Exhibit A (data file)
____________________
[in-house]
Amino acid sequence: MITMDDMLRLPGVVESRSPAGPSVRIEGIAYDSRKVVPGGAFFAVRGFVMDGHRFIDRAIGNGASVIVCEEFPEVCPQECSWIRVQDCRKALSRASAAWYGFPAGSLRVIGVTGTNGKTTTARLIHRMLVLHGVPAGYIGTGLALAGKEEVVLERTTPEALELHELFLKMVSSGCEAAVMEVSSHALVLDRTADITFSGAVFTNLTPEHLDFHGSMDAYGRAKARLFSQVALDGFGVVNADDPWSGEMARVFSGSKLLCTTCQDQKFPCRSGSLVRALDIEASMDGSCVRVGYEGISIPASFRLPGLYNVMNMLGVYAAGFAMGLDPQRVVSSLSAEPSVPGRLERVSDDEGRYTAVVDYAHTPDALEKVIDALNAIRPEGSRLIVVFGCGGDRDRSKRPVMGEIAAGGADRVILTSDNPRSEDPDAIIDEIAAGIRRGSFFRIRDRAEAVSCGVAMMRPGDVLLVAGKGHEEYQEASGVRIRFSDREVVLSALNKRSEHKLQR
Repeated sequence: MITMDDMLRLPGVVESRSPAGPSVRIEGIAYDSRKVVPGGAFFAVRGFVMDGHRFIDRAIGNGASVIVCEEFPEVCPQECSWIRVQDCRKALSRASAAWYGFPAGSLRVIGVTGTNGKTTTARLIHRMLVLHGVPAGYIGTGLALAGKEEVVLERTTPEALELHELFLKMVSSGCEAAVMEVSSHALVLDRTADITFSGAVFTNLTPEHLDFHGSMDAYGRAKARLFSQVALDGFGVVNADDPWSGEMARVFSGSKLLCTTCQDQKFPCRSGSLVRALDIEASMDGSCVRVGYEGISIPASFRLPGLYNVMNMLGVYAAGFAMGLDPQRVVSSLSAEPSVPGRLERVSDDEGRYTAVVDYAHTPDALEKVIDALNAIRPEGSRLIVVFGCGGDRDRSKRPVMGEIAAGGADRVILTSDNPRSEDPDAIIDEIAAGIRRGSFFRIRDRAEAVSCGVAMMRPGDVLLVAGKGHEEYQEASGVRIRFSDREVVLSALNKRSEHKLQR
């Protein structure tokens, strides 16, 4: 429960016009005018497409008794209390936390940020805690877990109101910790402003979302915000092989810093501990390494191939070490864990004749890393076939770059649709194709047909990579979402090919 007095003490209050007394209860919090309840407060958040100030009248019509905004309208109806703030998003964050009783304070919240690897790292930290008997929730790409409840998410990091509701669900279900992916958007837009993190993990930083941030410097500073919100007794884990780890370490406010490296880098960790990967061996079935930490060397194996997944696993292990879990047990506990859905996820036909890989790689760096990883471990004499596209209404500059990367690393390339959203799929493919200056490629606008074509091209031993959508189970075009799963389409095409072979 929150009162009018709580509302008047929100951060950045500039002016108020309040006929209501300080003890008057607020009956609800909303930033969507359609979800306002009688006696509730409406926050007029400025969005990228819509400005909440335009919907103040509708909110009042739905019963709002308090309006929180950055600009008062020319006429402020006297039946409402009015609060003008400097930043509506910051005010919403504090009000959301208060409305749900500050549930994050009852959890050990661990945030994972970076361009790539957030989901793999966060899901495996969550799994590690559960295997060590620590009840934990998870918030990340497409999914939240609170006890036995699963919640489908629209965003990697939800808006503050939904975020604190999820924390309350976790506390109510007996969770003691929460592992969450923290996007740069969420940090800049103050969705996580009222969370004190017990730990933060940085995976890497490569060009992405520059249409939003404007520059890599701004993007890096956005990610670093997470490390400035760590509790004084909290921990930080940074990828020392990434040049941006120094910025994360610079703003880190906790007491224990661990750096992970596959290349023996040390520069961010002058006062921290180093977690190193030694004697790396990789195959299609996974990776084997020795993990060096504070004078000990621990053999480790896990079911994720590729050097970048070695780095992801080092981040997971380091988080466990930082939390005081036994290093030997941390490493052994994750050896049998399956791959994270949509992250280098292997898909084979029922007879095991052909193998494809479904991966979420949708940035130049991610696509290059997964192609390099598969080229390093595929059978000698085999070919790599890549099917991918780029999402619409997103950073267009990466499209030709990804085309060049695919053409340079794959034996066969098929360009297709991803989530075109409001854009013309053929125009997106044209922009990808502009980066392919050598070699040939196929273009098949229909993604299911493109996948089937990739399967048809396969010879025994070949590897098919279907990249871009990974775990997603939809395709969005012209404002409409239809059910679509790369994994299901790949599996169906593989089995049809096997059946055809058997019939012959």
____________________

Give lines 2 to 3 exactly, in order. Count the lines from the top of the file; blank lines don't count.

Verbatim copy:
Amino acid sequence: MITMDDMLRLPGVVESRSPAGPSVRIEGIAYDSRKVVPGGAFFAVRGFVMDGHRFIDRAIGNGASVIVCEEFPEVCPQECSWIRVQDCRKALSRASAAWYGFPAGSLRVIGVTGTNGKTTTARLIHRMLVLHGVPAGYIGTGLALAGKEEVVLERTTPEALELHELFLKMVSSGCEAAVMEVSSHALVLDRTADITFSGAVFTNLTPEHLDFHGSMDAYGRAKARLFSQVALDGFGVVNADDPWSGEMARVFSGSKLLCTTCQDQKFPCRSGSLVRALDIEASMDGSCVRVGYEGISIPASFRLPGLYNVMNMLGVYAAGFAMGLDPQRVVSSLSAEPSVPGRLERVSDDEGRYTAVVDYAHTPDALEKVIDALNAIRPEGSRLIVVFGCGGDRDRSKRPVMGEIAAGGADRVILTSDNPRSEDPDAIIDEIAAGIRRGSFFRIRDRAEAVSCGVAMMRPGDVLLVAGKGHEEYQEASGVRIRFSDREVVLSALNKRSEHKLQR
Repeated sequence: MITMDDMLRLPGVVESRSPAGPSVRIEGIAYDSRKVVPGGAFFAVRGFVMDGHRFIDRAIGNGASVIVCEEFPEVCPQECSWIRVQDCRKALSRASAAWYGFPAGSLRVIGVTGTNGKTTTARLIHRMLVLHGVPAGYIGTGLALAGKEEVVLERTTPEALELHELFLKMVSSGCEAAVMEVSSHALVLDRTADITFSGAVFTNLTPEHLDFHGSMDAYGRAKARLFSQVALDGFGVVNADDPWSGEMARVFSGSKLLCTTCQDQKFPCRSGSLVRALDIEASMDGSCVRVGYEGISIPASFRLPGLYNVMNMLGVYAAGFAMGLDPQRVVSSLSAEPSVPGRLERVSDDEGRYTAVVDYAHTPDALEKVIDALNAIRPEGSRLIVVFGCGGDRDRSKRPVMGEIAAGGADRVILTSDNPRSEDPDAIIDEIAAGIRRGSFFRIRDRAEAVSCGVAMMRPGDVLLVAGKGHEEYQEASGVRIRFSDREVVLSALNKRSEHKLQR